Meredith’s career continued to flourish as he joined the Pennsylvania-Milwaukee Ballet and later the Pennsylvania Ballet now known as the Philadelphia Ballet, where he remained for the majority of his performing years. Notable highlights include performances with Dance Theatre of Harlem and Complexions Contemporary Ballet, as well as a guest appearance with the Alvin Ailey American Dance Theater. Throughout his career, he had the privilege of working with esteemed choreographers and originating roles in numerous productions, each experience contributing to his growth as a performer, creator, and educator. Additionally, he played a pivotal role as a founding dancer with Ballet X while simultaneously performing with the Philadelphia Ballet.

Upon retiring from the Philadelphia Ballet, Meredith embarked on a new chapter, delving into choreography, and finding his voice outside the classical ballet world. He participated in workshops and mentoring programs, honing his skills as a choreographer, and eventually establishing himself as a sought-after creator. His commissioned works have been performed internationally, and he has also dedicated himself to teaching at various institutions, sharing his knowledge and passion with the next generation of dancers.

Driven by a desire to create a more inclusive and innovative dance environment, he founded Carbon Dance Theatre, a venture that provided him with valuable lessons in leadership, resilience, and purpose. While ultimately deciding to close the company to focus on artistic projects and teaching, his contributions to the dance community have been recognized through numerous awards and honors, underscoring his enduring impact on the field.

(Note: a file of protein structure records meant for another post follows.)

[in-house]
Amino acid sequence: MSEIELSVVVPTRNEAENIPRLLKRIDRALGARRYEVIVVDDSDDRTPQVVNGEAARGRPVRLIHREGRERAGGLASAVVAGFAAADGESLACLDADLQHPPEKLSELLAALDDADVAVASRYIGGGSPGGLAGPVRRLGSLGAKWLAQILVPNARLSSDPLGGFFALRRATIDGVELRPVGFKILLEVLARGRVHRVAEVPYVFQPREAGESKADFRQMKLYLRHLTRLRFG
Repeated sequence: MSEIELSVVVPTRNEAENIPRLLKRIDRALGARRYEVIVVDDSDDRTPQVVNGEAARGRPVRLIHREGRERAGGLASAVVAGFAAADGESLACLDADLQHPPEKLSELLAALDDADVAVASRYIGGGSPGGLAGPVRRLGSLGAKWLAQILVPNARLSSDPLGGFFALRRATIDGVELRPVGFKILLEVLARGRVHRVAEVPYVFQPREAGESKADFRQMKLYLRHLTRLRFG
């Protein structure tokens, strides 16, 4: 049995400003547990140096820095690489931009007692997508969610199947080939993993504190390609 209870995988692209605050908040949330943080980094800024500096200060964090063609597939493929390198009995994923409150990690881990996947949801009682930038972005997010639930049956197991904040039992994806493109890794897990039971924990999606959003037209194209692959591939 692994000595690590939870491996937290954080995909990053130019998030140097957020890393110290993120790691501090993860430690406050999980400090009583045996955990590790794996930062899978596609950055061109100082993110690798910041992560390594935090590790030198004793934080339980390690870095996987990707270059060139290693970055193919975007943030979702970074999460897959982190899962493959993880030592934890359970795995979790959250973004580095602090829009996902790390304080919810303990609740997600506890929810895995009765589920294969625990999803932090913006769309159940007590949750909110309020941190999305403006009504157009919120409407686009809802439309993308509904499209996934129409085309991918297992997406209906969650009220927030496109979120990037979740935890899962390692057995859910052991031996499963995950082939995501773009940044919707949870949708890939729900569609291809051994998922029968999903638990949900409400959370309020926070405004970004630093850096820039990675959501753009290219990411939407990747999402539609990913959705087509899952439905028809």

Reflecting on his journey, Meredith acknowledges the profound role that dance has played in shaping his life, from humble beginnings to remarkable achievements. Through perseverance, passion, and a commitment to his craft, he has transcended barriers and realized his dreams, finding fulfillment and purpose in the transformative power of movement.

Meredith Rainey was chosen as one of the choreographers presenting world premier works at the Kennedy Center for the Performing Arts in Washington, DC. On July 2 and 3.

About Pathways To Performance: Reframing the Narrative at the Kennedy Center